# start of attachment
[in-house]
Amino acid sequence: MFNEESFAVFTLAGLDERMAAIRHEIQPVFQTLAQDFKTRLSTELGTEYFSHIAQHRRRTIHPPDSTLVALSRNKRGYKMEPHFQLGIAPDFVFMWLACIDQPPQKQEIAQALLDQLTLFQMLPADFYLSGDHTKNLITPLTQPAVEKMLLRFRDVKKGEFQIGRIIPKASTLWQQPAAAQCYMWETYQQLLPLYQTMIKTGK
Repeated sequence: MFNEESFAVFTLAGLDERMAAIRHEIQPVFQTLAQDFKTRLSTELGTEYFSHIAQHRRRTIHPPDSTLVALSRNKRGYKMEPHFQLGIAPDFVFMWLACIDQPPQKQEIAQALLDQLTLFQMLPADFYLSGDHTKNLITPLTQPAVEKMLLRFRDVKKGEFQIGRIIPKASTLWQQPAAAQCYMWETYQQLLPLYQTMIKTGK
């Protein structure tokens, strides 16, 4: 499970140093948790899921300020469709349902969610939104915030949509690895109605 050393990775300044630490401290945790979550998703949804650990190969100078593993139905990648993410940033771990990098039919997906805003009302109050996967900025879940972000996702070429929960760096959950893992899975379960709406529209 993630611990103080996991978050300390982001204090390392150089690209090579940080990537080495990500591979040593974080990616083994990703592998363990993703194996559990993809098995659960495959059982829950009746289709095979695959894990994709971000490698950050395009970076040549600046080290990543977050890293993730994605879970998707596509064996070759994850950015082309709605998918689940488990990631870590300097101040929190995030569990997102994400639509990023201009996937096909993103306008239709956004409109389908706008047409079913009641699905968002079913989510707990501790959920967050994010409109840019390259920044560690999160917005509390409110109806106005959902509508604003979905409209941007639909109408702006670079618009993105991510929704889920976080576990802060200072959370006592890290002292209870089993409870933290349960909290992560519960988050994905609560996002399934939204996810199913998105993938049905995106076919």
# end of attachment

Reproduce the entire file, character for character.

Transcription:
[in-house]
Amino acid sequence: MFNEESFAVFTLAGLDERMAAIRHEIQPVFQTLAQDFKTRLSTELGTEYFSHIAQHRRRTIHPPDSTLVALSRNKRGYKMEPHFQLGIAPDFVFMWLACIDQPPQKQEIAQALLDQLTLFQMLPADFYLSGDHTKNLITPLTQPAVEKMLLRFRDVKKGEFQIGRIIPKASTLWQQPAAAQCYMWETYQQLLPLYQTMIKTGK
Repeated sequence: MFNEESFAVFTLAGLDERMAAIRHEIQPVFQTLAQDFKTRLSTELGTEYFSHIAQHRRRTIHPPDSTLVALSRNKRGYKMEPHFQLGIAPDFVFMWLACIDQPPQKQEIAQALLDQLTLFQMLPADFYLSGDHTKNLITPLTQPAVEKMLLRFRDVKKGEFQIGRIIPKASTLWQQPAAAQCYMWETYQQLLPLYQTMIKTGK
């Protein structure tokens, strides 16, 4: 499970140093948790899921300020469709349902969610939104915030949509690895109605 050393990775300044630490401290945790979550998703949804650990190969100078593993139905990648993410940033771990990098039919997906805003009302109050996967900025879940972000996702070429929960760096959950893992899975379960709406529209 993630611990103080996991978050300390982001204090390392150089690209090579940080990537080495990500591979040593974080990616083994990703592998363990993703194996559990993809098995659960495959059982829950009746289709095979695959894990994709971000490698950050395009970076040549600046080290990543977050890293993730994605879970998707596509064996070759994850950015082309709605998918689940488990990631870590300097101040929190995030569990997102994400639509990023201009996937096909993103306008239709956004409109389908706008047409079913009641699905968002079913989510707990501790959920967050994010409109840019390259920044560690999160917005509390409110109806106005959902509508604003979905409209941007639909109408702006670079618009993105991510929704889920976080576990802060200072959370006592890290002292209870089993409870933290349960909290992560519960988050994905609560996002399934939204996810199913998105993938049905995106076919």